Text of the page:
Reshma Krishnamurthy Sharma, Aug 24, 2013: 21:50 IST
Many new-age moms would want to thank their men for being the hands-on father to their children. The men of today love to take the role of dad quite seriously, almost everyday and not just on select occasions. The new-age dad is young at heart and in tune with his child’s needs. He dons this role with a lot of preparedness right from the time his wife is pregnant.
From accompanying the would-be-mother to her regular antenatal visits to witnessing the birthing of his child, the modern dad is getting rooted with deep attachment towards family. Routine activities like dropping or picking the child from school, taking the child to hobby classes, participating in household decisions, monitoring the child’s academic progress are all part of the new-age dad. A little observation in public spaces like in malls, theaters, parks, and one can see that it is no more only momma’s domain with kids. Dads are happily seen roaming around with their kids. Thankfully, the modern dad is nothing like his old-school ‘Sunday Uncle’ counterpart.
Dads who, until two decades ago, were shy to even discuss children among peers are a thing of the past. Today being known as the family man who is concerned and shows this concern in public domain only adds to his appeal. Even a few celebrity dads do not avoid arc lights when seen in company with family, particularly with kids. Shah Rukh Khan, Aamir Khan, Akshay Kumar, Arjun Rampal, Mahesh Bhupathi, David Beckham, Tom Cruise are comfortable to be seen as doting dads, on social media platforms.
Walk into any pre-school or a paediatrician’s clinic, and you are bound to observe a lot of fathers comforting their little ones. The alpha male is willing to walk that extra mile to make sure his child is well taken care of. It’s the display of unabashed attitude of family persona that the previous generation rarely wore on their sleeve, especially fathers. The shift has come, thanksto new-age thinking and understanding of relationships from a woman’s and child’s point of view. Corporate maternity hospitals and baby products manufacturers too persuade men to be with women during pregnancy and the baby’s infant years. And those fathers who are not in this league feel immense guilt, and rightly so!
Says Vikas S, an entrepreneur and dad to four-year-old, “Society norms and expectations have changed and so has parenting. It’s true that on some occasions I have felt like my absence at work will affect by business. Like during the waiting periods at my son’s doctor’s clinic. But I do know that my presence during those immunization visits had made him feel less anxious - he knows daddy’s around.”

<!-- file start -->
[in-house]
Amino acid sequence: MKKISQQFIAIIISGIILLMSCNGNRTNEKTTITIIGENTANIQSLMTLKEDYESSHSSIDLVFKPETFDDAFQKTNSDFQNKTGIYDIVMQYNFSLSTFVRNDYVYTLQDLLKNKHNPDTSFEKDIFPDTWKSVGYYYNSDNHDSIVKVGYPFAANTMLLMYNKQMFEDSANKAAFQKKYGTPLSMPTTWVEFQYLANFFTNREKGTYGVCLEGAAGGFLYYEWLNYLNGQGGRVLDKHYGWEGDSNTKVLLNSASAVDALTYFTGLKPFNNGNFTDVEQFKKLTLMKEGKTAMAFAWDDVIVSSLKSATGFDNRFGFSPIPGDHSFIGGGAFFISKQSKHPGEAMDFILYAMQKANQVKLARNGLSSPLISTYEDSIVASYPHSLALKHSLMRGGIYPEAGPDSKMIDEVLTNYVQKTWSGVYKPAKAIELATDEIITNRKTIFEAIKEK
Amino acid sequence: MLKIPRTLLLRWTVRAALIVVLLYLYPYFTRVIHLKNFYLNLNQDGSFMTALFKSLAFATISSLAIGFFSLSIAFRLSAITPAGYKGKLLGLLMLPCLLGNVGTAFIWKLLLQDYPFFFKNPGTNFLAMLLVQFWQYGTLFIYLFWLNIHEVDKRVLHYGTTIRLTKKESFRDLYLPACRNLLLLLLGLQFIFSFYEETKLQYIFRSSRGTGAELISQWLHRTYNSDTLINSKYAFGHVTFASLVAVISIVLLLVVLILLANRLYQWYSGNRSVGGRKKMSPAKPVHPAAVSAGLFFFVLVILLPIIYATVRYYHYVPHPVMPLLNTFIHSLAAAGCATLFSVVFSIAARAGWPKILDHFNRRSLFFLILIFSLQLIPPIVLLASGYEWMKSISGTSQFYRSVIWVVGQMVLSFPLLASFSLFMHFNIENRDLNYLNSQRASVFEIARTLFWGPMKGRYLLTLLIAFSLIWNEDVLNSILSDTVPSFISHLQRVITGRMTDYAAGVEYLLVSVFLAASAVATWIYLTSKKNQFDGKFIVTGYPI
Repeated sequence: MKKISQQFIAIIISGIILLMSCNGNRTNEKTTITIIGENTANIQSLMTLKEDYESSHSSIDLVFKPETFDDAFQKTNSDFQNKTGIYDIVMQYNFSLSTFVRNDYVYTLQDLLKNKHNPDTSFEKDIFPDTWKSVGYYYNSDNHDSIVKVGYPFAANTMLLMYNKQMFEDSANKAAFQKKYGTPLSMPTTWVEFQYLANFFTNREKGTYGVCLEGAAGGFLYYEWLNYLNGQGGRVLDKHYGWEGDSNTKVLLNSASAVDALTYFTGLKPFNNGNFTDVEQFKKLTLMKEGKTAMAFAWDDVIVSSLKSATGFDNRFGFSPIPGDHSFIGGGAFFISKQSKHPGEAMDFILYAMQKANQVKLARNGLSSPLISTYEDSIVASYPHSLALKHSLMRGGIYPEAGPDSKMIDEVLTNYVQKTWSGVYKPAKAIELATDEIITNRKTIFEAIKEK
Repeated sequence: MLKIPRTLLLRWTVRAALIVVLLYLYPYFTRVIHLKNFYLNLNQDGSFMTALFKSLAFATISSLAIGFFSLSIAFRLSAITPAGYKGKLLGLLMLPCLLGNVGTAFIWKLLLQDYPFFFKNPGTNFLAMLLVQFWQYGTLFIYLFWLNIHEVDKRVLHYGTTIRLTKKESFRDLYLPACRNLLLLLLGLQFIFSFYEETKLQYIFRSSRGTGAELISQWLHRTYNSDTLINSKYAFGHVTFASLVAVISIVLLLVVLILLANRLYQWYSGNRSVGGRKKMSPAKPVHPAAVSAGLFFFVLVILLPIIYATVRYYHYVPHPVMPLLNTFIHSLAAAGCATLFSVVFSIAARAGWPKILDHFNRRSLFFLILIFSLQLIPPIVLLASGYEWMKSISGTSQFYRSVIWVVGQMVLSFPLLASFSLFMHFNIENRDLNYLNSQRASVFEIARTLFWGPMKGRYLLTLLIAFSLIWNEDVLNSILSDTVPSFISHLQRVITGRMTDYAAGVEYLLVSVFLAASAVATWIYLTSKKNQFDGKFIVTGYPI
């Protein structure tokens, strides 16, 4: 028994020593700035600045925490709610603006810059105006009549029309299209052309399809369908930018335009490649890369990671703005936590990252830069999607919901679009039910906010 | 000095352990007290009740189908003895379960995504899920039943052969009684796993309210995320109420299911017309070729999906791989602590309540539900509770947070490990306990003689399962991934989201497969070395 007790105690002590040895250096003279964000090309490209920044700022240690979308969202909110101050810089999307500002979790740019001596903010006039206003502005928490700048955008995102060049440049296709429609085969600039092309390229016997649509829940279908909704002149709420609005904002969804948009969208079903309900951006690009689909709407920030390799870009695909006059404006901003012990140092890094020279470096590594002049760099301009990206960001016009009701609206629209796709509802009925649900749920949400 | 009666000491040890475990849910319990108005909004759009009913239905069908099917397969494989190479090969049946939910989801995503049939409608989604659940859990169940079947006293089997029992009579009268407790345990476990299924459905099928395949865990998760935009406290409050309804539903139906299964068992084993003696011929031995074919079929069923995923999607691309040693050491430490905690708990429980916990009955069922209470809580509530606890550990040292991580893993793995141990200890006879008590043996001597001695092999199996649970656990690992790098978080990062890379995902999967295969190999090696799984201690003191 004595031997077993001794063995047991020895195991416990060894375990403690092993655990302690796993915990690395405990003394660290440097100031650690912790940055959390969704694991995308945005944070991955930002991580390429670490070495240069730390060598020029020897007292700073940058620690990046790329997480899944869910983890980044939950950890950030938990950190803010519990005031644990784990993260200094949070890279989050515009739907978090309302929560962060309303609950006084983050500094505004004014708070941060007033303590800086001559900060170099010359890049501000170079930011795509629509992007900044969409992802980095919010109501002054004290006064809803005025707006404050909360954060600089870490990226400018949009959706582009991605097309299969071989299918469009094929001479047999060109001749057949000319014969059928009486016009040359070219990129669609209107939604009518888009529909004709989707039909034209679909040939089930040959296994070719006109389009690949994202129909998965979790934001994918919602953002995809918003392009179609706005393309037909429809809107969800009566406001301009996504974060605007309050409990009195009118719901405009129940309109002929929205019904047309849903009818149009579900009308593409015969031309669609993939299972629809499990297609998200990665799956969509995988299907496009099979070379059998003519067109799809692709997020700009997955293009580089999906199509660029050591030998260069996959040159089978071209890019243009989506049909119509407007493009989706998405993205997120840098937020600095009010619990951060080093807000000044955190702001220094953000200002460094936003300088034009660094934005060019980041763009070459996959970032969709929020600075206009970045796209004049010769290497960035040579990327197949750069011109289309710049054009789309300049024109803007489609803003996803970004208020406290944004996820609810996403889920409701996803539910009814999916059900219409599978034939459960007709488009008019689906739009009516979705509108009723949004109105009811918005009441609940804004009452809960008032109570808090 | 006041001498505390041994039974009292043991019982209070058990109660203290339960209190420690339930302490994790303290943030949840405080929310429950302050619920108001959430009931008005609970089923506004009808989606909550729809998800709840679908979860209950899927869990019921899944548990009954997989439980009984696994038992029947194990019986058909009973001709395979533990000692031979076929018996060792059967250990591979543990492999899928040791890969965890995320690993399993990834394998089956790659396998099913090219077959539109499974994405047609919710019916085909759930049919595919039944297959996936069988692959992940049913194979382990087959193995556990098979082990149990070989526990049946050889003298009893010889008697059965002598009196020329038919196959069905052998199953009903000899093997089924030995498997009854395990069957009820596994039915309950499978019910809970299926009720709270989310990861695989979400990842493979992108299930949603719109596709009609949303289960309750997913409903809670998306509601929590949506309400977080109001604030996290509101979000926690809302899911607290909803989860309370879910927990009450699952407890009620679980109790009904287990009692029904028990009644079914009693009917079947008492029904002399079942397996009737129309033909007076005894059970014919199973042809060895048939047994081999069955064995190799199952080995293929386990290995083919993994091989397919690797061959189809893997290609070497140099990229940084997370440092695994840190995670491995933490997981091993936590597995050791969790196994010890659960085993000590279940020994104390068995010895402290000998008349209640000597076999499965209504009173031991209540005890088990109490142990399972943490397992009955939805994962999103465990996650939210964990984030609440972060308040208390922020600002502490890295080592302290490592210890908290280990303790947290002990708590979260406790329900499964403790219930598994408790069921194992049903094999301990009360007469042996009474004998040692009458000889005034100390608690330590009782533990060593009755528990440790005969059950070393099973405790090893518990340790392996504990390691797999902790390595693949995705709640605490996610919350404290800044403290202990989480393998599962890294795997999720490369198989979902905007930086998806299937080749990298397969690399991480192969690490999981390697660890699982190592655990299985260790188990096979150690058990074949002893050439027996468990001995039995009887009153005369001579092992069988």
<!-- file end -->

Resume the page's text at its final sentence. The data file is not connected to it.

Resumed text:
Ashwin N K, an IT professional and father to a pre-schooler says, “Women too are happy if their men are around during the initial years of the kid’s childhood. Be it for doctor visits, helping them survey schools for the child, getting the child ready for school, holding an infant when the mother finishes her dinner peacefully at a restaurant.
These are also occasions that help dads develop a bond with the child. Also, fathers of the previous generation never really spent much time with their children, partly due to economic reasons. Thankfully, today the modern urban dad’s situation is much better, and hence the affordability of time for children has shot up.”
Of course, when the women of today are seeking partners who are more emotionally supportive and not just financial providers, it becomes imperative that men develop the familial warmth in them. With women switching over easily between professional and personal roles as a modern wife and mother since the last decade, men do not want to be left behind. Employers too understand that fathers need to be with family, often, if not always. Understanding employers even have HR policies that offer the option of working from home if required. They know that increase in family time means a lot to the employee.
Says Rajiv Gunja, a system administrator for a contracting company, and father to eight-year-old son and one-year old toddler, “In my opinion, not one parent can be held as primarily responsible source for up-bringing of children. Marriage is a union of two people and is a compromise. If one cannot do something, the other should pick it up. I know a lot of Indian husbands who have taken up cooking and other household chores, because their wives are working too and come home later than they do. Although, I am seeing more of it in younger generations than in mine. But I too took up this change. Since my wife travels a longer distance for work than I do and comes home later, I usually cook in the weekdays and let her cook in the weekends. I even chose a job closer to home, so one of us can be flexible.”
A father in the movie What to expect when you’re expecting says, “We are exhausted but are happy.” For a child grows more wholesomely when (s)he can get inputs and shelter from both parents. Perhaps this should draw some support from at least a few, if not all, old-school fathers who are yet to learn to be “dads”.